Tuesday, 10 December 2013
Scottish independence can meet economic challenges
Scotland’s economy will benefit from independence over the uncertainty that would face the country within the UK, Finance Secretary John Swinney said today.
Speaking at the first annual Policy Scotland lecture at Glasgow University Mr Swinney (pictured above) said that Scotland’s economic performance has improved significantly since 1999, with Scotland reaching similar levels of productivity and earnings to the rest of the UK. He added that independence provides the opportunity to go further by creating more jobs.
Mr Swinney said that where Scotland’s Future addresses the challenges facing the Scottish Economy – the unequal and imbalanced structure of the UK is holding Scotland back.
The Finance Secretary said: “In Scotland’s Future people now have a vision of how independence will work and of what independence can offer.
“Scotland’s Future identifies the challenges Scotland face if our economy is to compete with the most dynamic economies in the world and if we are to increase levels of equality and participation at home.
“But where Scotland’s Future shows how the tools of independence can be used to meet those challenges, those opposed to independence have yet to say how remaining in a state as economically imbalanced as the UK can benefit Scotland.”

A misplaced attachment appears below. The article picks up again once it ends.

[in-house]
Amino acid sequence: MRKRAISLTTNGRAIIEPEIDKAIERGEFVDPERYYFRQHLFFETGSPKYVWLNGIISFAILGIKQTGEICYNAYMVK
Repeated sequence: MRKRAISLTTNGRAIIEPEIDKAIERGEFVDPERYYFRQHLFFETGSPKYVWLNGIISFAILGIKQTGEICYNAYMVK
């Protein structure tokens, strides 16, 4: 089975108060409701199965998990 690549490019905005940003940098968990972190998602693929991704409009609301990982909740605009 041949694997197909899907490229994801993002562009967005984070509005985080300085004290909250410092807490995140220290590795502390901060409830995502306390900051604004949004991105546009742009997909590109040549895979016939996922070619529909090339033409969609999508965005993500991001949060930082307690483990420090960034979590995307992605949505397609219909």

In his speech Mr Swinney highlighted the success already delivered with devolution and the benefits independence can bring: “With the limited powers of devolution, we have already seen an improved performance across a range of key economic indicators, both in absolute terms and relative to the rest of the UK.
“Since 1999 productivity has increased to match UK levels, full-time weekly pay has increased from 5 per cent below UK levels to within 2 per cent and Scotland’s employment rate has moved from a position of 2.4 percentage points below the UK to 1.0 percentage point higher in 2013.
“There is therefore good evidence that taking decisions in Scotland works.
“Through the transfer of additional powers, future Scottish governments could create a genuinely appropriate set of complementary policies - whether in relation to taxation, innovation, labour market regulation or industrial policy.
“We can create prosperity through a genuine social partnership between business, the public sector, trade unions, the third sector and universities, and distribute that wealth more fairly and more equally than it is at present.
“A country of Scotland’s size is well placed to build consensus in the key strategic areas and deliver policy which best meets the needs of the Scottish economy and Scottish business.”